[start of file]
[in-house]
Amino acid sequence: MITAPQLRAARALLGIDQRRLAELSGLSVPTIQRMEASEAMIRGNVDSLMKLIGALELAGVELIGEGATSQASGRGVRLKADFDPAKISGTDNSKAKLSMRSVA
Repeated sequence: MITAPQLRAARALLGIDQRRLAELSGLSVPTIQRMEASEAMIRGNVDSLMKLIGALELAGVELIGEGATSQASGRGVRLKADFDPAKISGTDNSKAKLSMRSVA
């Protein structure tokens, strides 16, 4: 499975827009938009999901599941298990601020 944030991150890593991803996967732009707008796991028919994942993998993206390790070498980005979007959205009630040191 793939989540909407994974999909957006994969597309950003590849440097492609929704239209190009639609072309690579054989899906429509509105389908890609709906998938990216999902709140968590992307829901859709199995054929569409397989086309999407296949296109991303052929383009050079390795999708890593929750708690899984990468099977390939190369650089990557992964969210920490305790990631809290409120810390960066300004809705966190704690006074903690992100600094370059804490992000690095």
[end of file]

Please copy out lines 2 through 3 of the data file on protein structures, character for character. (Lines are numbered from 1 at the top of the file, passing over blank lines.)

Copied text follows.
Amino acid sequence: MITAPQLRAARALLGIDQRRLAELSGLSVPTIQRMEASEAMIRGNVDSLMKLIGALELAGVELIGEGATSQASGRGVRLKADFDPAKISGTDNSKAKLSMRSVA
Repeated sequence: MITAPQLRAARALLGIDQRRLAELSGLSVPTIQRMEASEAMIRGNVDSLMKLIGALELAGVELIGEGATSQASGRGVRLKADFDPAKISGTDNSKAKLSMRSVA